An essay on Lara Croft

I’m reminded of things I want to talk about all the time. I love many things and have much to say about most of them. A recent release has got me thinking about Lara Croft again, enough to inspire my next drawing even. So check out the drawing below, watch the Timelapse too if you want, and if you are curious you can keep reading to find out some of my thoughts on the hero of the Tomb Raider franchise, in particular her recent self.

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Lara Croft is one of my earliest gaming memories. A friend owned Tomb Raider II back when I was a kid, and we spent many hours playing it on their old Playstaion I. Frustrating as it was for me to get anything done in that game, Lara Croft became one of the first female gaming characters to shape my perception of women as a whole. I was introduced to her before the age when boys start to find girls attractive, but her gaming prominence extended well into my teenage years as well, so yeah, like many others I too was pulled in by the character’s sex appeal. She does have plenty. But unlike many others I don’t consider Lara’s beauty to be the secret to her success. It may have been what first caught many people’s attention, but that alone would not have been enough to fuel a series of twelve plus games. Something else kept us around.

Even from her early polygonal conception,

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when the most memorable things about her games were how impossible it was to grab onto a ledge, a few things were apparent about Lara’s character: She was an adventure seeking action hero on the trail of secrets from humanity’s past, akin to Indiana Jones; She had training and understanding in the use of firearms; She had a reputation, fame and resources to support her adventures; Above all else she was in it all for the thrill and the excitement. “I’m sorry, I only play for sport.” Throughout the following games players became more familiar with Lara’s attitude. She was a tough, athletic lady with an acrobatic fighting style and a quip or two when it mattered most.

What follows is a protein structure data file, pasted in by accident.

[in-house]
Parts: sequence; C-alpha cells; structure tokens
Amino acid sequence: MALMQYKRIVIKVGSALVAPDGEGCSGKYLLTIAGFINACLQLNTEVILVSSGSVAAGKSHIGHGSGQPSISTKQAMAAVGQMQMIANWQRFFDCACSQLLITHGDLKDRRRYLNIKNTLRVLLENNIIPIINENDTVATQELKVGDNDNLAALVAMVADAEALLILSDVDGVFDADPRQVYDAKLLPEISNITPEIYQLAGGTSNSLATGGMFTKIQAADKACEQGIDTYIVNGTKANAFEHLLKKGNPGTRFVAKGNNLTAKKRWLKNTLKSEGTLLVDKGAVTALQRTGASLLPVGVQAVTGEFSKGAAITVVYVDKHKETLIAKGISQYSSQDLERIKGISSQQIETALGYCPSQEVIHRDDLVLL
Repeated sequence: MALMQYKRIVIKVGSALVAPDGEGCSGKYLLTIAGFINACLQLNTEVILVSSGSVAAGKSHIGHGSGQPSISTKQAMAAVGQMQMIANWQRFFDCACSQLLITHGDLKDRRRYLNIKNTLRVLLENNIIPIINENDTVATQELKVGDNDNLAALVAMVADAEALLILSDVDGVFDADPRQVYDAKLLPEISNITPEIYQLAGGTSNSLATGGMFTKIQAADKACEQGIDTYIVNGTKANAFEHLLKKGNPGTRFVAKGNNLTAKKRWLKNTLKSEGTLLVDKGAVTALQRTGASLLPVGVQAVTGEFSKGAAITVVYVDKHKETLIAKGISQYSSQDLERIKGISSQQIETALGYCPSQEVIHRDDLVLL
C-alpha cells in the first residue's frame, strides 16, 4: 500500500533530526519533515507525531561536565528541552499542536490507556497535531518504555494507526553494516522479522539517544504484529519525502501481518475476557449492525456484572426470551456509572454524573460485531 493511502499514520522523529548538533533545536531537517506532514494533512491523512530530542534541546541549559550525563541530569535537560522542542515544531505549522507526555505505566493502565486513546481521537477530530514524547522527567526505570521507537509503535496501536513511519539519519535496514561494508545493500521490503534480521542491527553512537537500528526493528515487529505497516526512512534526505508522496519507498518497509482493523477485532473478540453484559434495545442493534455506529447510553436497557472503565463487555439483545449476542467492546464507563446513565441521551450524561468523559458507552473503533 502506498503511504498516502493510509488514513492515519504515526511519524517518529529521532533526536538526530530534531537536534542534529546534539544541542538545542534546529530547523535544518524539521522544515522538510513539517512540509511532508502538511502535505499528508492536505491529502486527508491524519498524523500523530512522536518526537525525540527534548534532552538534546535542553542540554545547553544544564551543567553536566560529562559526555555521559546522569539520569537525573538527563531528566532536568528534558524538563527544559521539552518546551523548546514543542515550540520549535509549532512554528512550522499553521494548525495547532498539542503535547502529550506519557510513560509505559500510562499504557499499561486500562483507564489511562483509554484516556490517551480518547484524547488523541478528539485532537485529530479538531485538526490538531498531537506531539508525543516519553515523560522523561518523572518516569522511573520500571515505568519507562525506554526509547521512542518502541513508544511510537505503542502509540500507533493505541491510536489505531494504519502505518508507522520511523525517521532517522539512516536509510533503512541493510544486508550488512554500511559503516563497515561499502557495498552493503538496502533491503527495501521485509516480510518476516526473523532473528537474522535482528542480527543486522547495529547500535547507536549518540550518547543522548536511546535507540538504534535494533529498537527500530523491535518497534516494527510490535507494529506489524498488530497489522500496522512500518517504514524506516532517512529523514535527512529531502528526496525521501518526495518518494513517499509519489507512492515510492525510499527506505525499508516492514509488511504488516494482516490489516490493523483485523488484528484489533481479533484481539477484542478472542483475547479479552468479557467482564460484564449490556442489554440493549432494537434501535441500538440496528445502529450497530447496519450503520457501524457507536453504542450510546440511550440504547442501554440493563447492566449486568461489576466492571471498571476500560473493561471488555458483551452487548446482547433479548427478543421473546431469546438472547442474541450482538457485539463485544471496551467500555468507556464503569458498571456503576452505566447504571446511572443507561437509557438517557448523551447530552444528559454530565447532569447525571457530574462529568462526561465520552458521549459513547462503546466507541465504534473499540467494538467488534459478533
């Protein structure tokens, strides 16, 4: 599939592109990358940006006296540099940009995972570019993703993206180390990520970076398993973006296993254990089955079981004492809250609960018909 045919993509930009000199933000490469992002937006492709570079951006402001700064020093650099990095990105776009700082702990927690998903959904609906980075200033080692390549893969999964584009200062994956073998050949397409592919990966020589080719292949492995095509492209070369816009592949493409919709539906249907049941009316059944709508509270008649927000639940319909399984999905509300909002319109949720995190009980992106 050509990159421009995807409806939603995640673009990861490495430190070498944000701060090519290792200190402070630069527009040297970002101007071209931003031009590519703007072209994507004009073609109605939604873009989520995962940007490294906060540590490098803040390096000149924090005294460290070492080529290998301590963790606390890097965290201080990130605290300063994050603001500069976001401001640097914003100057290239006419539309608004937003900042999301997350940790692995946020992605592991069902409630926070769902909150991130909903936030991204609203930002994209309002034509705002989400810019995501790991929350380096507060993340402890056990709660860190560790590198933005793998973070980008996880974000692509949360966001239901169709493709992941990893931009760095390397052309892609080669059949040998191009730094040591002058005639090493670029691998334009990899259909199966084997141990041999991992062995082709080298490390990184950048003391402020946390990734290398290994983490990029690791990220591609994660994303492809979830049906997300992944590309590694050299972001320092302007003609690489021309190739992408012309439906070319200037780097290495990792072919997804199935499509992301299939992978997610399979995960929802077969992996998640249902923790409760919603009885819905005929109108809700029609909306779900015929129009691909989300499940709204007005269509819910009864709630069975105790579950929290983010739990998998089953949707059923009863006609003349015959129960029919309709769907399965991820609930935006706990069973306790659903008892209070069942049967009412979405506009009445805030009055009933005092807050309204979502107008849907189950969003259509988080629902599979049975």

We did, however, know little about her past, other than the fact her parents were not around, and they left her with a mansion and a butler.

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It was in the next trilogy of games, the Legend trilogy (named after the first game in this new series, Tomb Raider: Legend) that more light would be shed on this aspect of her story. After the death/disappearance of her mother, her father drove himself and his reputation to ruin in pursuit of finding her. These games focus on her getting to the bottom of the family mystery, putting her parents memories to rest along the way. Despite the dark tone of the plot, the games are made much more light-hearted, mostly to the credit of Lara herself. With a new plethora of side characters helping her, Lara goes through these adventures, and what I personally consider to be the height of the series, with a confident attitude and plenty of witty banter. Simply put, she made those games fun.

Then the reboot happened… Truth be told, I very much liked game one in this new trilogy. It was marketed as Lara’s new origin story. Gone was the confidence, gone was the wit and the humor and gone were her iconic dual pistols.